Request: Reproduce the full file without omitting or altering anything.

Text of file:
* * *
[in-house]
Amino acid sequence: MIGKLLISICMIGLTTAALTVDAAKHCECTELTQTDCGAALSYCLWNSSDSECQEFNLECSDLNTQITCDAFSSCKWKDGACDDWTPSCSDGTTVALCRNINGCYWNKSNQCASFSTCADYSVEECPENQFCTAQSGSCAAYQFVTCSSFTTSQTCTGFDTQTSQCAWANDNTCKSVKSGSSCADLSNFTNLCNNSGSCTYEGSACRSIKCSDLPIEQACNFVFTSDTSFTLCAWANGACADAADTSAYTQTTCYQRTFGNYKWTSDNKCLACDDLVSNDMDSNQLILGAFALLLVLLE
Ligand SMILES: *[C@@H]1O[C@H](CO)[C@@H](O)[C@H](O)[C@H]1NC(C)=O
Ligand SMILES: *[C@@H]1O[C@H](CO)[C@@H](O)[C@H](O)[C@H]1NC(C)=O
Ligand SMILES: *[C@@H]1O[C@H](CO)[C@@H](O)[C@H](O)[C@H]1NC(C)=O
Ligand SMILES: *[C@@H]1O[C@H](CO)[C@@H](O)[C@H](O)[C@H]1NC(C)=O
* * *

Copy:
[in-house]
Amino acid sequence: MIGKLLISICMIGLTTAALTVDAAKHCECTELTQTDCGAALSYCLWNSSDSECQEFNLECSDLNTQITCDAFSSCKWKDGACDDWTPSCSDGTTVALCRNINGCYWNKSNQCASFSTCADYSVEECPENQFCTAQSGSCAAYQFVTCSSFTTSQTCTGFDTQTSQCAWANDNTCKSVKSGSSCADLSNFTNLCNNSGSCTYEGSACRSIKCSDLPIEQACNFVFTSDTSFTLCAWANGACADAADTSAYTQTTCYQRTFGNYKWTSDNKCLACDDLVSNDMDSNQLILGAFALLLVLLE
Ligand SMILES: *[C@@H]1O[C@H](CO)[C@@H](O)[C@H](O)[C@H]1NC(C)=O
Ligand SMILES: *[C@@H]1O[C@H](CO)[C@@H](O)[C@H](O)[C@H]1NC(C)=O
Ligand SMILES: *[C@@H]1O[C@H](CO)[C@@H](O)[C@H](O)[C@H]1NC(C)=O
Ligand SMILES: *[C@@H]1O[C@H](CO)[C@@H](O)[C@H](O)[C@H]1NC(C)=O